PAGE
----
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FMO Rehires HSPH Janitors

By Mercer R. Cook, Crimson Staff Writer

Harvard Facilities Maintenance Operations, an in-house contractor for building and landscape upkeep, said it plans to continue employing 20 janitors, who are all union members, when it takes over the janitorial contract for the Harvard School of Public Health from ABM Industries.

“FMO has offered all 20 of the affected workers Harvard staff positions, pending a standard personnel review,” University spokesperson Kevin Galvin wrote in an emailed statement.

Service Employees International Union, the union representing University janitorial workers, applauded the FMO’s choice and make good on their promise.

SEIU leaders had been concerned that the FMO would not keep union workers in their current jobs when the contract turned over. The FMO is not a unionized contractor, and thus is not required to follow the mandate that union workers keep their jobs for a certain amount of time after a contract transfer.

Wayne M. Langley, director of higher education for SEIU Local 615, said that though he was uncertain of the specifics of the FMO transition, he was pleased with this initial decision.

“We are happy they decided to keep those workers employed,” he said. “It was the right move.”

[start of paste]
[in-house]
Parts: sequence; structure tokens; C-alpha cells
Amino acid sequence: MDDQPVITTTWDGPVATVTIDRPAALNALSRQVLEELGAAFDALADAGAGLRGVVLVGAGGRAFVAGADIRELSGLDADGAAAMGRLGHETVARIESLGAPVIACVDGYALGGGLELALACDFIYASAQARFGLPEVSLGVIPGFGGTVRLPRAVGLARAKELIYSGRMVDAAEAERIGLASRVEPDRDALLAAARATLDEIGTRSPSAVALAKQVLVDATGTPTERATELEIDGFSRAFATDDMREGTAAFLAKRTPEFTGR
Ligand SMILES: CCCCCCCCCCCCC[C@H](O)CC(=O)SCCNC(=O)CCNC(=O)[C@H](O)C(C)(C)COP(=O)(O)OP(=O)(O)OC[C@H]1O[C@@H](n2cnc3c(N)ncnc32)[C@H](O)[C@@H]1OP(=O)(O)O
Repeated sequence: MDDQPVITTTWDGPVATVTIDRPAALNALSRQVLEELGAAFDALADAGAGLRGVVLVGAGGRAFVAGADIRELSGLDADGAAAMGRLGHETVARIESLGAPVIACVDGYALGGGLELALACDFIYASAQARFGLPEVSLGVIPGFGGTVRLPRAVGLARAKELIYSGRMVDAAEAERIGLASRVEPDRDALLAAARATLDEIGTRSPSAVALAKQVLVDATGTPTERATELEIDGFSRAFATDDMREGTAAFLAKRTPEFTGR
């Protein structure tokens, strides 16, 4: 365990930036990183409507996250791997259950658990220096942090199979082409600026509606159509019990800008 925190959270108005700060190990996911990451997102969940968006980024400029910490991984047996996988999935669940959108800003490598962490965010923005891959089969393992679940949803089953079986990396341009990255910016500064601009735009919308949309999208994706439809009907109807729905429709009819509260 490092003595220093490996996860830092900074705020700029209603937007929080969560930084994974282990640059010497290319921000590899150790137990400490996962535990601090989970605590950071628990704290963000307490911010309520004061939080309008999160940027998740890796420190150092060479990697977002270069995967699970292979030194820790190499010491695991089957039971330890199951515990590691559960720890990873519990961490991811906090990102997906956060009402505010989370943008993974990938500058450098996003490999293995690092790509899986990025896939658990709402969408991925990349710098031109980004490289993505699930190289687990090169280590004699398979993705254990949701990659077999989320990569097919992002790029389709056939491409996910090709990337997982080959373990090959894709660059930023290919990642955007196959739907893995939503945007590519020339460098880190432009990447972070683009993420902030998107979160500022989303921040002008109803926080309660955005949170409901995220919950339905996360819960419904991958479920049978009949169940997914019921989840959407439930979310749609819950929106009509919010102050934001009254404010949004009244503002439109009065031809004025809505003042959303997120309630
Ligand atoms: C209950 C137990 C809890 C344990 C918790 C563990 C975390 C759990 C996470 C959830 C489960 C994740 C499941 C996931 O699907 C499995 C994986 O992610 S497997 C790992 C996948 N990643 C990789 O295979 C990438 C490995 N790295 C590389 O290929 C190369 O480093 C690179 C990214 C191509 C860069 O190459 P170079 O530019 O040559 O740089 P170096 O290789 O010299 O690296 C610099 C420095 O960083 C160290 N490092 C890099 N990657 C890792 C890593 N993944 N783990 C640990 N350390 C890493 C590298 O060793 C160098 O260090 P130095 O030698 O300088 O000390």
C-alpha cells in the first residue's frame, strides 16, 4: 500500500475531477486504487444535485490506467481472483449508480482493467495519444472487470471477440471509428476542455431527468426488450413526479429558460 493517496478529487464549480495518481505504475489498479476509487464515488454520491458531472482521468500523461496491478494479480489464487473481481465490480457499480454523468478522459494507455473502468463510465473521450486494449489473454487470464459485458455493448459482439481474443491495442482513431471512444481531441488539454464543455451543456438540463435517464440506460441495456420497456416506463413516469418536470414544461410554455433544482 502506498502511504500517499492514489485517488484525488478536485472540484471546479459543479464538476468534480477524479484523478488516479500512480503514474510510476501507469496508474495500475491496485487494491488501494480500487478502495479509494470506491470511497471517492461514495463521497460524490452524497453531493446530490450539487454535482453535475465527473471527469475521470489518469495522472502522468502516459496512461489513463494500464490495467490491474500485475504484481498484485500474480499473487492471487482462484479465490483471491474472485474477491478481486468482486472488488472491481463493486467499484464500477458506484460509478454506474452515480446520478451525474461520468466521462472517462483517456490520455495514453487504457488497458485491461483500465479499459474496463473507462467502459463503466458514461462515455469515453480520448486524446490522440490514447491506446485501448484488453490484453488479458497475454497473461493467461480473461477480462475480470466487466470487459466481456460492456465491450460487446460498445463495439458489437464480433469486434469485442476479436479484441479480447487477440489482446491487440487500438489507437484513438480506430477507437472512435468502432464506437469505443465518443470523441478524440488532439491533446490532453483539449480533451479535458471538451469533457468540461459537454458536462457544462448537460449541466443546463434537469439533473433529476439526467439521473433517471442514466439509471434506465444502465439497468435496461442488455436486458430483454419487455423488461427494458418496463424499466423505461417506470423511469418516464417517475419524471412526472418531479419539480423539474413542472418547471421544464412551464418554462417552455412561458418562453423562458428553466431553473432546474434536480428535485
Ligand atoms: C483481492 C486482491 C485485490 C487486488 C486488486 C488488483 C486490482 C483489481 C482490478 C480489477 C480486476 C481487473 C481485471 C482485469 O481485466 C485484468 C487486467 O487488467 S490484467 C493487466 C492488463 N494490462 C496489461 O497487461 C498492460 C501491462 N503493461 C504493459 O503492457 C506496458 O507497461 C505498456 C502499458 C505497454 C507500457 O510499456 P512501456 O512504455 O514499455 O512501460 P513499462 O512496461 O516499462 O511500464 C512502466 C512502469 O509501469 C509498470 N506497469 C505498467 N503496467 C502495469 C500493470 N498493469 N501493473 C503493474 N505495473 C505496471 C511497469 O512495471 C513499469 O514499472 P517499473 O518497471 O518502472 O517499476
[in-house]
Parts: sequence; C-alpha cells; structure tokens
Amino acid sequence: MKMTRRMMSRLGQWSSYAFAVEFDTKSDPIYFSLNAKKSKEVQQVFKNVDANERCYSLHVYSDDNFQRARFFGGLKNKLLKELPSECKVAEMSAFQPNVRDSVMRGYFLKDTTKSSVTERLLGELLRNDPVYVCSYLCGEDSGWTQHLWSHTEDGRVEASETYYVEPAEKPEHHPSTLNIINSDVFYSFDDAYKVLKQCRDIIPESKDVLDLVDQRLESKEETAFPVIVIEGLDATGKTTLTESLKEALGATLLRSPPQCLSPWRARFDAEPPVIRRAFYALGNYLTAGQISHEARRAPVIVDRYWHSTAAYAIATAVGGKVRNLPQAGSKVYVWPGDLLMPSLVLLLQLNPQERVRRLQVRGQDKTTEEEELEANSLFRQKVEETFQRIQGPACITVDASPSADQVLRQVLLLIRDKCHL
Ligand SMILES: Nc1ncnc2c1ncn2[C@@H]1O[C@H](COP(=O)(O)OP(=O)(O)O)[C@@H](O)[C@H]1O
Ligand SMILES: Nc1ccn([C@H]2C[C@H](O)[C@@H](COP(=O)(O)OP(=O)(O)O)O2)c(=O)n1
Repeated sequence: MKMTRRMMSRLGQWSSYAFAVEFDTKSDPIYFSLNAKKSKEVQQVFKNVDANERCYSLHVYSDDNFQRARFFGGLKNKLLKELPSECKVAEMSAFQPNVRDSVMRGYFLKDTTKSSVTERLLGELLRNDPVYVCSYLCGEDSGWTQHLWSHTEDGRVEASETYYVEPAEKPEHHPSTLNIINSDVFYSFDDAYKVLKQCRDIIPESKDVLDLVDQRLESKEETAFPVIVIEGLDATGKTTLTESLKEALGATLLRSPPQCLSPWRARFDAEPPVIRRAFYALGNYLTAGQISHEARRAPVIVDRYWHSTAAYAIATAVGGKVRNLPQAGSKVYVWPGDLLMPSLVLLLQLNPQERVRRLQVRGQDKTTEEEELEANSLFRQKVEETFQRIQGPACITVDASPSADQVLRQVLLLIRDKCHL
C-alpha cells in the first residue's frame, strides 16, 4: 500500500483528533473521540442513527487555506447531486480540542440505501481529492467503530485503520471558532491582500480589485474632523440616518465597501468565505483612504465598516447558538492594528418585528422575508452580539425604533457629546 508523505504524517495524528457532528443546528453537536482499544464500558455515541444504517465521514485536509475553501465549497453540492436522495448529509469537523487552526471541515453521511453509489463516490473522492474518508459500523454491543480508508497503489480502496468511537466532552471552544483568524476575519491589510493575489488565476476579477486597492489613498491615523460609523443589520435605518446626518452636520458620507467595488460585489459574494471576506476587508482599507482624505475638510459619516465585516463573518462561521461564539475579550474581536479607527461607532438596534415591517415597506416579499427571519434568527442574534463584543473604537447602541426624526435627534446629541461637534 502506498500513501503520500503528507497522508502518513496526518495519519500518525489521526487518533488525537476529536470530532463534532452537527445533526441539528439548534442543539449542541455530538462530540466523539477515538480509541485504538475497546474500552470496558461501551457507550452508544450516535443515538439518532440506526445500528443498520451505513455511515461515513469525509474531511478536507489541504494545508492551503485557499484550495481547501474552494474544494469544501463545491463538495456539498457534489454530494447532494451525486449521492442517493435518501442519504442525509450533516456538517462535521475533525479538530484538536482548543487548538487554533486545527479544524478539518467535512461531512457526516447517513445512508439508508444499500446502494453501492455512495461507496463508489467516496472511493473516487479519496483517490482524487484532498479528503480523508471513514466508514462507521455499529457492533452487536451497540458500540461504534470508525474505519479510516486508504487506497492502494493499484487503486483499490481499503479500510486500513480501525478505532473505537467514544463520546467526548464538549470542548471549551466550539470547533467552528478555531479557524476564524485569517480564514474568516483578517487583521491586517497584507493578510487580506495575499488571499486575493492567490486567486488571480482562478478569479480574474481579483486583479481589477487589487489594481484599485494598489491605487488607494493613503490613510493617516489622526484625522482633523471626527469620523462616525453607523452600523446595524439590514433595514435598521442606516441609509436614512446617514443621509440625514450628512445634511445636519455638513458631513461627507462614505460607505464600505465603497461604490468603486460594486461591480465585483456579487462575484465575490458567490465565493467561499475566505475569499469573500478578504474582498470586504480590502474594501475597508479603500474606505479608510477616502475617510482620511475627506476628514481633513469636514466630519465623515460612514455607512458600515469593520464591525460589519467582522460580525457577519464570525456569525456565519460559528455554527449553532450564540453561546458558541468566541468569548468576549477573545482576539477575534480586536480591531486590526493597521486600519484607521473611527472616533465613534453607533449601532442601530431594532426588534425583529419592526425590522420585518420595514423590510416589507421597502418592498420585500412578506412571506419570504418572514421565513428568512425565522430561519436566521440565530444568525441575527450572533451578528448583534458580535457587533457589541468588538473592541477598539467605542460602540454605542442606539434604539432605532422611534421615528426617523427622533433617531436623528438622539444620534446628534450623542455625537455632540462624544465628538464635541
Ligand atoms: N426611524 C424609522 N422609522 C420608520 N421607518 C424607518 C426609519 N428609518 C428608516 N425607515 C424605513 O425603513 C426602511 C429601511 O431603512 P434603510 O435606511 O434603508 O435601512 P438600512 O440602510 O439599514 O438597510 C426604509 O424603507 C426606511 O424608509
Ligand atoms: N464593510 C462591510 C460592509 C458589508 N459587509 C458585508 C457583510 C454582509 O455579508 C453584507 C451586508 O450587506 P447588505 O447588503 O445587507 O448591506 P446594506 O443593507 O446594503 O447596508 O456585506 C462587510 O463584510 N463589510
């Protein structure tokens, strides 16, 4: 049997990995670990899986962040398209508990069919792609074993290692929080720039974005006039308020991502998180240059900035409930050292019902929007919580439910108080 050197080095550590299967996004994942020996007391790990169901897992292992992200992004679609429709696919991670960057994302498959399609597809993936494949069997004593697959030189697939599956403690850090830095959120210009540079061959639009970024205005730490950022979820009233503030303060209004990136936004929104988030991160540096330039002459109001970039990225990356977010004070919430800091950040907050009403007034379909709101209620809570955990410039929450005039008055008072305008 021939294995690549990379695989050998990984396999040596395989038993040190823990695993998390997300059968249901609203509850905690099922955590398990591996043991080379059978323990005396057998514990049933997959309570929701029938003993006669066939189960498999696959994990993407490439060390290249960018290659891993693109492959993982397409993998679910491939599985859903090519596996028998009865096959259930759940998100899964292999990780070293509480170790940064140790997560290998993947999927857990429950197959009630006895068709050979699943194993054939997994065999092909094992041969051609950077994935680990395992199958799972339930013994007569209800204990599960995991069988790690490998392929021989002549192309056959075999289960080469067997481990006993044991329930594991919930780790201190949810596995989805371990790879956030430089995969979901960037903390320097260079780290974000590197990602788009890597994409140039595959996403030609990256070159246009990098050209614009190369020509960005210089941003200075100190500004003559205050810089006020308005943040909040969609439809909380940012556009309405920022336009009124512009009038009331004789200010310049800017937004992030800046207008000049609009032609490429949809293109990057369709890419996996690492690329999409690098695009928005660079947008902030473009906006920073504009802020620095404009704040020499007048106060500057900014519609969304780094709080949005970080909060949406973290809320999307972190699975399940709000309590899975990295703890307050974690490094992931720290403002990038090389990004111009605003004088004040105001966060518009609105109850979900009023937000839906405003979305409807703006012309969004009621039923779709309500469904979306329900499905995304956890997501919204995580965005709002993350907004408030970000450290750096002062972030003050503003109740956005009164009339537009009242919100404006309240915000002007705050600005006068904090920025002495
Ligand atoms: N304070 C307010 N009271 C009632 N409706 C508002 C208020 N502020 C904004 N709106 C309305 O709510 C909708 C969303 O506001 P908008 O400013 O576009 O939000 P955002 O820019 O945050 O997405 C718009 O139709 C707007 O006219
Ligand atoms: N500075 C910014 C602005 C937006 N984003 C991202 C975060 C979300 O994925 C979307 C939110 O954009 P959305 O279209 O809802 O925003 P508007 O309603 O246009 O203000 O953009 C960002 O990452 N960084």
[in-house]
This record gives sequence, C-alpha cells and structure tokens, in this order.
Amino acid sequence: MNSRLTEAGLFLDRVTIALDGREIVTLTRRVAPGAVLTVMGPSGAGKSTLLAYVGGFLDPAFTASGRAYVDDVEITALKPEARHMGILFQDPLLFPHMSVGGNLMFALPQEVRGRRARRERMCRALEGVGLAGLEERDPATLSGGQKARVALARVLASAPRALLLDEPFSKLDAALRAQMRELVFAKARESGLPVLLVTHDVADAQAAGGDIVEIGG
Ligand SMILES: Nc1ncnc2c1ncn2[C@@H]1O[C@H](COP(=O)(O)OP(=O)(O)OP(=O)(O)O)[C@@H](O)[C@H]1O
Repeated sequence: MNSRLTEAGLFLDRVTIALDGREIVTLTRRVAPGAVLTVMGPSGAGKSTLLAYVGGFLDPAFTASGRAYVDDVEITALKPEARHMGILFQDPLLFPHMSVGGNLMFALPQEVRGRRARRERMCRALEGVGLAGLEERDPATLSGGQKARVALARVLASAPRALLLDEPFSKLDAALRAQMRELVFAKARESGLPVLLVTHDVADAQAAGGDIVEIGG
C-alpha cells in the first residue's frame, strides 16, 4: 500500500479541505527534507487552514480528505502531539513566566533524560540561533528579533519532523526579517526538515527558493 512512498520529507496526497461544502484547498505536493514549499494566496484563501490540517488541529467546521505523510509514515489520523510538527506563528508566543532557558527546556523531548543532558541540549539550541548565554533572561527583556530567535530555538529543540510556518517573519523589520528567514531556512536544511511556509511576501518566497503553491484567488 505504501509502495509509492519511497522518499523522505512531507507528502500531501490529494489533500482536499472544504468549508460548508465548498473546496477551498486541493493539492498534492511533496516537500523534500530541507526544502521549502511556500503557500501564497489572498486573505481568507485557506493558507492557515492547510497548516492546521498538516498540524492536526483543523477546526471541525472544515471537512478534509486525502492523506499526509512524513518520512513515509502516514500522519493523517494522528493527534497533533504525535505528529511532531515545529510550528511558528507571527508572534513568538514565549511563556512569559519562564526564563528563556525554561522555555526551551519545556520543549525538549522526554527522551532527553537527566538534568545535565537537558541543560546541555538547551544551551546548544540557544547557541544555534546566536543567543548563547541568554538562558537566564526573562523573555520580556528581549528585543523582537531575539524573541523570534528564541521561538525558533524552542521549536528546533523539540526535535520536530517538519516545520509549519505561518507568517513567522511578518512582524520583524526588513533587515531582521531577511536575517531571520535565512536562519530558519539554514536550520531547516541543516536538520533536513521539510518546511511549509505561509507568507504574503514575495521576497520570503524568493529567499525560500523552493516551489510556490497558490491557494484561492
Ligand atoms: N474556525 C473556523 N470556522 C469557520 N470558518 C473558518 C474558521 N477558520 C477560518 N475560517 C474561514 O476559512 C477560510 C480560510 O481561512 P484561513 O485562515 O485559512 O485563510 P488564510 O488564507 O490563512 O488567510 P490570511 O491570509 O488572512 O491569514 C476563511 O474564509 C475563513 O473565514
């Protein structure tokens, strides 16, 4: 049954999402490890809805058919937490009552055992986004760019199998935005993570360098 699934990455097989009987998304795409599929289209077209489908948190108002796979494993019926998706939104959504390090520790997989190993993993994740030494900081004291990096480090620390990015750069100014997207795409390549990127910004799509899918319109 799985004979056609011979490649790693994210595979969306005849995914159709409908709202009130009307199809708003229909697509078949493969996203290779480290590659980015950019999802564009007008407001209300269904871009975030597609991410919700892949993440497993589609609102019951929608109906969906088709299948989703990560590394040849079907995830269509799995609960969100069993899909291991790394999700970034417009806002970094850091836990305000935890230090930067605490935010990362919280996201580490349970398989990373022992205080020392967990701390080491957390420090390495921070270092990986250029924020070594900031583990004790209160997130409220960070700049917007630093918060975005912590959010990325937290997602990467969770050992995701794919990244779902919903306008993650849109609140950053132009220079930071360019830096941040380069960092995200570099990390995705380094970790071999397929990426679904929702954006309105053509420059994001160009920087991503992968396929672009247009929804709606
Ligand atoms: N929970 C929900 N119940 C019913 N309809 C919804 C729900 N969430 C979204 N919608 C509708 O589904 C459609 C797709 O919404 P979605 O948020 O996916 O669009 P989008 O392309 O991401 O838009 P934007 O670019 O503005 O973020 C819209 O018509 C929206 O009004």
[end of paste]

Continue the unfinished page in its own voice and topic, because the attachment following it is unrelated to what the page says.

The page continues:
Langley said that a failure to rehire the union workers would ultimately hurt the University.

“If they hired new workers, they would have to train them for what the [fired workers] already knew,” Langley said. “It would be a lose-lose for everybody.”

Langley added that SEIU will remain wary until the FMO implements the contract.

“We just want to make sure the FMO does what it says it will,” Langley said.

SEIU is particularly interested in this case because it believes that the FMO will be taking over many of the other janitorial contracts within the University in the near future, and that this takeover may serve as an example for future contract changes.

“I think the FMO is going to be picking up a lot of contracts in the next couple of years,” Langley said. “This one is pretty important.”

The University did not confirm Langley’s suspicion that the FMO might take over more contracts in the future.

“I am not aware of any other schools that currently plan to make a similar shift,” Galvin wrote.

Galvin added that the University will negotiate the new contract through SEIU.

“Those positions will continue to be covered by the existing contract with SEIU Local 615, with which the University has a well-established relationship,” he wrote.

—Staff writer Mercer R. Cook can be reached at mcook@college.harvard.edu.

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